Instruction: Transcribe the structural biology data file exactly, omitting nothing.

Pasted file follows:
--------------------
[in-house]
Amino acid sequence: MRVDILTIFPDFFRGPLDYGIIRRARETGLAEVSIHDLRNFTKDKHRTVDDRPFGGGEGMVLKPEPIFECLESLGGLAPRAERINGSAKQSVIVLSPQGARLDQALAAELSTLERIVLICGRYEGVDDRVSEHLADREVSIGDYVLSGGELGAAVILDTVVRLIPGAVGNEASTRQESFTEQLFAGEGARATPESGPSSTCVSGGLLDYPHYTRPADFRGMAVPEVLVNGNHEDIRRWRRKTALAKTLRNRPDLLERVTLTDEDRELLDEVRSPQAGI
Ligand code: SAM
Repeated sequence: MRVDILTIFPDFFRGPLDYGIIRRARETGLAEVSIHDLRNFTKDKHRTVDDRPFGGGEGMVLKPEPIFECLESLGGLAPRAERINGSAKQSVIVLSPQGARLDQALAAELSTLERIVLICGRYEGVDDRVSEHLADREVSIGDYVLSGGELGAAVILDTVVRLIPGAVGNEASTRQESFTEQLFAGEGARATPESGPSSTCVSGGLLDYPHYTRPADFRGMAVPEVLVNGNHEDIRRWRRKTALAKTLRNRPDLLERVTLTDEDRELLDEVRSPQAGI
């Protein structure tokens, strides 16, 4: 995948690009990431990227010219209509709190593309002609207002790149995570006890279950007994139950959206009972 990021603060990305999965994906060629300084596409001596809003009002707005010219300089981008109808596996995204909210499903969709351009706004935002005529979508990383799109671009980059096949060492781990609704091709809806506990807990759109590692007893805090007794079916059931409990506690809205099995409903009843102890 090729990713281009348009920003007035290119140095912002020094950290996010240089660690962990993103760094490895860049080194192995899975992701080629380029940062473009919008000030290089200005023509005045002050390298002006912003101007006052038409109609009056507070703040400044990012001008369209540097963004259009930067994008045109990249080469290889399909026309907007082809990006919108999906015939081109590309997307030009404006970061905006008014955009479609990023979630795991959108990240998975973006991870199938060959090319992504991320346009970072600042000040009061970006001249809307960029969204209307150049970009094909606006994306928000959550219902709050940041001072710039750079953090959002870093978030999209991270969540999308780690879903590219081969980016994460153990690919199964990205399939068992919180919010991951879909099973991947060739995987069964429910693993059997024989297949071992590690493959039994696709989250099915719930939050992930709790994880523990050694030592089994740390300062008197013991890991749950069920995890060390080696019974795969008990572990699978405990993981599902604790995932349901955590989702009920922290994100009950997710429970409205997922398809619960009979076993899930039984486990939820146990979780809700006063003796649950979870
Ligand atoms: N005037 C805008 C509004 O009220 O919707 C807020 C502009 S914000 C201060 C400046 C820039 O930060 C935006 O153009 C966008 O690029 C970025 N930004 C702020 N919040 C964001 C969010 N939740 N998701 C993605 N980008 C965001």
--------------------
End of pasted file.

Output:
[in-house]
Amino acid sequence: MRVDILTIFPDFFRGPLDYGIIRRARETGLAEVSIHDLRNFTKDKHRTVDDRPFGGGEGMVLKPEPIFECLESLGGLAPRAERINGSAKQSVIVLSPQGARLDQALAAELSTLERIVLICGRYEGVDDRVSEHLADREVSIGDYVLSGGELGAAVILDTVVRLIPGAVGNEASTRQESFTEQLFAGEGARATPESGPSSTCVSGGLLDYPHYTRPADFRGMAVPEVLVNGNHEDIRRWRRKTALAKTLRNRPDLLERVTLTDEDRELLDEVRSPQAGI
Ligand code: SAM
Repeated sequence: MRVDILTIFPDFFRGPLDYGIIRRARETGLAEVSIHDLRNFTKDKHRTVDDRPFGGGEGMVLKPEPIFECLESLGGLAPRAERINGSAKQSVIVLSPQGARLDQALAAELSTLERIVLICGRYEGVDDRVSEHLADREVSIGDYVLSGGELGAAVILDTVVRLIPGAVGNEASTRQESFTEQLFAGEGARATPESGPSSTCVSGGLLDYPHYTRPADFRGMAVPEVLVNGNHEDIRRWRRKTALAKTLRNRPDLLERVTLTDEDRELLDEVRSPQAGI
């Protein structure tokens, strides 16, 4: 995948690009990431990227010219209509709190593309002609207002790149995570006890279950007994139950959206009972 990021603060990305999965994906060629300084596409001596809003009002707005010219300089981008109808596996995204909210499903969709351009706004935002005529979508990383799109671009980059096949060492781990609704091709809806506990807990759109590692007893805090007794079916059931409990506690809205099995409903009843102890 090729990713281009348009920003007035290119140095912002020094950290996010240089660690962990993103760094490895860049080194192995899975992701080629380029940062473009919008000030290089200005023509005045002050390298002006912003101007006052038409109609009056507070703040400044990012001008369209540097963004259009930067994008045109990249080469290889399909026309907007082809990006919108999906015939081109590309997307030009404006970061905006008014955009479609990023979630795991959108990240998975973006991870199938060959090319992504991320346009970072600042000040009061970006001249809307960029969204209307150049970009094909606006994306928000959550219902709050940041001072710039750079953090959002870093978030999209991270969540999308780690879903590219081969980016994460153990690919199964990205399939068992919180919010991951879909099973991947060739995987069964429910693993059997024989297949071992590690493959039994696709989250099915719930939050992930709790994880523990050694030592089994740390300062008197013991890991749950069920995890060390080696019974795969008990572990699978405990993981599902604790995932349901955590989702009920922290994100009950997710429970409205997922398809619960009979076993899930039984486990939820146990979780809700006063003796649950979870
Ligand atoms: N005037 C805008 C509004 O009220 O919707 C807020 C502009 S914000 C201060 C400046 C820039 O930060 C935006 O153009 C966008 O690029 C970025 N930004 C702020 N919040 C964001 C969010 N939740 N998701 C993605 N980008 C965001």